Song of Songs 2:8-14
Hark! My lover–here he comes springing across the mountains, leaping across the hills. My lover is like a gazelle or a young stag. Here he stands behind our wall, gazing through the windows, peering through the lattices. My lover speaks; he says to me, “Arise, my beloved, my dove, my beautiful one, and come!
“For see, the winter is past, the rains are over and gone. The flowers appear on the earth, the time of pruning the vines has come, and the song of the dove is heard in our land. The fig tree puts forth its figs, and the vines, in bloom, give forth fragrance. Arise, my beloved, my beautiful one, and come!
“O my dove in the clefts of the rock, in the secret recesses of the cliff, let me see you, let me hear your voice, for your voice is sweet, and you are lovely.”
First off, sorry this post is so late today. I’ve been traveling for most of the day and visiting family for the rest of it, so I haven’t had much time. Today, I decided to do my reflection on the first reading, because today’s gospel reading is the same as yesterday’s. That will be the third time this gospel reading has made an appearance this Advent! I wonder if that points towards the Church desiring to place emphasis on it, or if it’s simply coincidence?
The first reading for today is taken out of Song of Songs (also known as Song of Solomon). In this section, the woman praises her lover, and then spends several paragraphs quoting him. The woman quotes her love as saying, “Arise, my beloved, my dove, my beautiful one, and come!” Later he says, “let me see you, let me hear your voice, for your voice is sweet, and you are lovely.” The Song of Songs is one of my absolute favorite books in the bible, both because of its beautiful phrasing, and because of its romantic language. What woman wouldn’t appreciate being called “my beautiful one” and “my dove?” Though some of the comparisons are a bit odd–“your hair is like a flock of goats”–the sentiment is not lost. At its core, Song of Songs is about a young couple who is deeply in love.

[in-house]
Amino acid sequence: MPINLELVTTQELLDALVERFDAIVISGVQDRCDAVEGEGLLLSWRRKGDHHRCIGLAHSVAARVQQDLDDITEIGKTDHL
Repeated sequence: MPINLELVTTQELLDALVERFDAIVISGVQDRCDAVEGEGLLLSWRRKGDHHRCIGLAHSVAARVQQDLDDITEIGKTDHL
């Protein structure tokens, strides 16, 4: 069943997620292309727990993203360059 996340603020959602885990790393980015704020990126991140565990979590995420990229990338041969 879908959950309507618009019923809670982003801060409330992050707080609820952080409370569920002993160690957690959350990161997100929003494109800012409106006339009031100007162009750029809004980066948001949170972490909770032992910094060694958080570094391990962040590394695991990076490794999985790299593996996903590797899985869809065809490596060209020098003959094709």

The interesting thing about this book, is that some people refuse to read it at all, and many others do not even realize such a book exists. This is because the book contains language that is…well, erotic. Non-Christians tend to be surprised that the bible contains such content and Christians tend to avoid it altogether. Contrary to popular opinion, however, Song of Songs is not dirty, impure, or lust inducing–despite the imagery its young lovers choose to use. Such imagery is actually crucial to the purpose of the book as a whole. Song of Songs shows love as it was created to be–pure, holy, passionate, and shared between husband and wife.
It has also been said that Song of Songs is a poem about the love between God and his people. In this interpretation, God would be the lover, and we, the Church, his bride or beloved. This symbolism is beautiful because the story can work equally well both ways–as a story about God and his people, and as a story about a betrothed couple. The Song of Songs places emphatic underlines beneath the parallels between earthly marriage and God’s relationship with mankind. In today’s society, where marriages crumble, it is a very important comparison to make.
What do you think of the Song of Songs? Let’s talk about it!